This article has been reviewed according to Science X's editorial process and policies. Editors have highlighted the following attributes while ensuring the content's credibility:


trusted source


AI research gives unprecedented insight into heart genetics and structure

AI research gives unprecedented insight into heart genetics and structure
Variants in the TTN, PLN and STRN loci show distinct effects on LV morphology. a–c, Manhattan plots for LV latent variables with best association for SNPs at the PLN (a), TTN (b) and STRN (c) loci. On top are shown the average meshes corresponding to the following range of quantiles, for each latent variable . Credit: Nature Machine Intelligence (2024). DOI: 10.1038/s42256-024-00801-1

A study has used AI to understand the genetic underpinning of the heart's left ventricle, using three-dimensional images of the organ. It was led by scientists at the University of Manchester, with collaborators from the University of Leeds (U.K.), the National Scientific and Technical Research Council (Santa Fe, Argentina), and IBM Research (Almaden, CA).

The highly interdisciplinary team used cutting-edge unsupervised deep learning to analyze more than 50,000 three-dimensional MRI of the heart from UK Biobank, a biomedical database and research resource.

The study, published in the journal Nature Machine Intelligence, focused on uncovering the intricate genetic underpinnings of cardiovascular traits. The research team conducted comprehensive genome-wide association studies (GWAS) and transcriptome-wide association studies (TWAS), resulting in the discovery of 49 novel genetic locations showing an association with morphological cardiac traits with high statistical significance, as well as 25 additional loci with suggestive evidence.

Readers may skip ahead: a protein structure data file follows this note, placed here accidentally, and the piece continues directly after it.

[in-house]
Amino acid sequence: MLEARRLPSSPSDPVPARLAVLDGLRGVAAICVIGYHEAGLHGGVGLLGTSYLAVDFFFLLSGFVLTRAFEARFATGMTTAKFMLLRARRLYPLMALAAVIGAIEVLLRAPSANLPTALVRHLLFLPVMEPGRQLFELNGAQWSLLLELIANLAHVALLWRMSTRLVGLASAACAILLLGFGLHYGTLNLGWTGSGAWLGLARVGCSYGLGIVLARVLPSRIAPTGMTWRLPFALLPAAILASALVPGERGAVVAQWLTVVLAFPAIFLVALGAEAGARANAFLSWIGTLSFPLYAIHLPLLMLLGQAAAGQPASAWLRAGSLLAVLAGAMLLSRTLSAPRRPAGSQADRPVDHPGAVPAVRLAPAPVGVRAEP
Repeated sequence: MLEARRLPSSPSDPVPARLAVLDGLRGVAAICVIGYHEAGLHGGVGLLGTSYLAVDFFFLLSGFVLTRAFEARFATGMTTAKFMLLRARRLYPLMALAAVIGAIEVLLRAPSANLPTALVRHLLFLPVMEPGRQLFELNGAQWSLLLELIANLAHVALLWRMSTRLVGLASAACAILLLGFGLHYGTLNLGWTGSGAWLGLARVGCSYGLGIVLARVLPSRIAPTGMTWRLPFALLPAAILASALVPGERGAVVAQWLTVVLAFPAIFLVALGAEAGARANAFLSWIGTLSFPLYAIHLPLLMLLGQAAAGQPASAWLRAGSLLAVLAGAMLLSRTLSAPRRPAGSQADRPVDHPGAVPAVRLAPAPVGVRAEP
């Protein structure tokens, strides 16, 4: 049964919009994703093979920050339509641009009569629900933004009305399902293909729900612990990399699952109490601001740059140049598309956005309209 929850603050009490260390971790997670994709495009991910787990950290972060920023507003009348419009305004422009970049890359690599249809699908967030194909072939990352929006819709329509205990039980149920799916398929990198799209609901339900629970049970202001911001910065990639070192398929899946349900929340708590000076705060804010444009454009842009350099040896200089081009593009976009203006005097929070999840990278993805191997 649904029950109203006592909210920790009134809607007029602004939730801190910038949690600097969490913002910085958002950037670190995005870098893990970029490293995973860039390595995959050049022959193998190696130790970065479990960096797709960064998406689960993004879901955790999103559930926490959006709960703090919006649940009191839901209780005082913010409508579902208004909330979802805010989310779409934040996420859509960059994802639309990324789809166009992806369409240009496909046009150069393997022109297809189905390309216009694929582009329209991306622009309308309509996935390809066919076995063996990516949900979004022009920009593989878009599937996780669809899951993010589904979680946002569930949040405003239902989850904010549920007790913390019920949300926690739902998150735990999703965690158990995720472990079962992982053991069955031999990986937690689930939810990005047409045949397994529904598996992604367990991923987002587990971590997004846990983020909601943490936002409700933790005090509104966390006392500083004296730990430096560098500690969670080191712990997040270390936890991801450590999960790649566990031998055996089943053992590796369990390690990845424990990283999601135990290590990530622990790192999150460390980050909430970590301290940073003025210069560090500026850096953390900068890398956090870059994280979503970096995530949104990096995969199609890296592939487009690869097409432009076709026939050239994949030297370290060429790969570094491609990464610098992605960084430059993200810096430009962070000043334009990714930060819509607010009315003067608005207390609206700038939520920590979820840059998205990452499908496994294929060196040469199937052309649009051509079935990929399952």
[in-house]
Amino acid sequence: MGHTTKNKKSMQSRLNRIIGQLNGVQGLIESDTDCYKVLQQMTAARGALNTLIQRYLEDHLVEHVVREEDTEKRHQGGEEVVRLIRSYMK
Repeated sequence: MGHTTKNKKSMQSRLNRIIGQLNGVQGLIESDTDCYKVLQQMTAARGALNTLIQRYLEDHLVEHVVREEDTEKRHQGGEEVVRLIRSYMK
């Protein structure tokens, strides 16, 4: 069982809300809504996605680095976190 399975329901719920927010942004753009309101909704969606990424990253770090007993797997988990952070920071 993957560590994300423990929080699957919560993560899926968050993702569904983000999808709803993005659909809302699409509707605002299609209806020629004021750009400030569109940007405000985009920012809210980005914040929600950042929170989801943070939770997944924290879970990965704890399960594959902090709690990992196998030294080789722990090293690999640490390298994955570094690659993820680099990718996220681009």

The study's findings have significant implications for cardiology and precision medicine. By elucidating the genetic basis of cardiovascular traits, the research paves the way for the development of targeted therapies and interventions for individuals at risk of heart disease.

The research was directed by Prof Alejandro F. Frangi, Director of the Christabel Pankhurst Institute for Health Technology Research and Innovation, the Bicentennial Turing Chair for Computational Medicine, and a Royal Academy of Engineering Chair in Emerging Technologies. The first author was Rodrigo Bonazzola, a Ph.D. candidate, jointly co-supervised by Prof Frangi, Dr. Enzo Ferrante (CONICET, Argentina) and Dr. Tanveer Syeda-Mahmood (IBM Fellow and Chief Scientist at IBM Research).

Prof Frangi said, "This is an achievement which once would have seemed like science fiction, but we show that it is completely possible to use AI to understand the genetic underpinning of the left ventricle, just by looking at three-dimensional images of the heart.

"Previous studies have only investigated association of traditional clinical phenotypes, such as left ventricular mass or stroke volume, limiting the number of gene associations detected for a given study size. However, this study used AI not only to delineate the cardiac chambers from three-dimensional medical images at pace but also to unveil novel genetic loci associated with various cardiovascular deep phenotypes."

He added, "This research exemplifies the power of multidisciplinary teams and international collaborations, bolstered by UK Biobank's valuable data. By marrying genetic data with cardiac imaging through advanced machine learning, we've gained novel insights into the factors shaping cardiovascular health."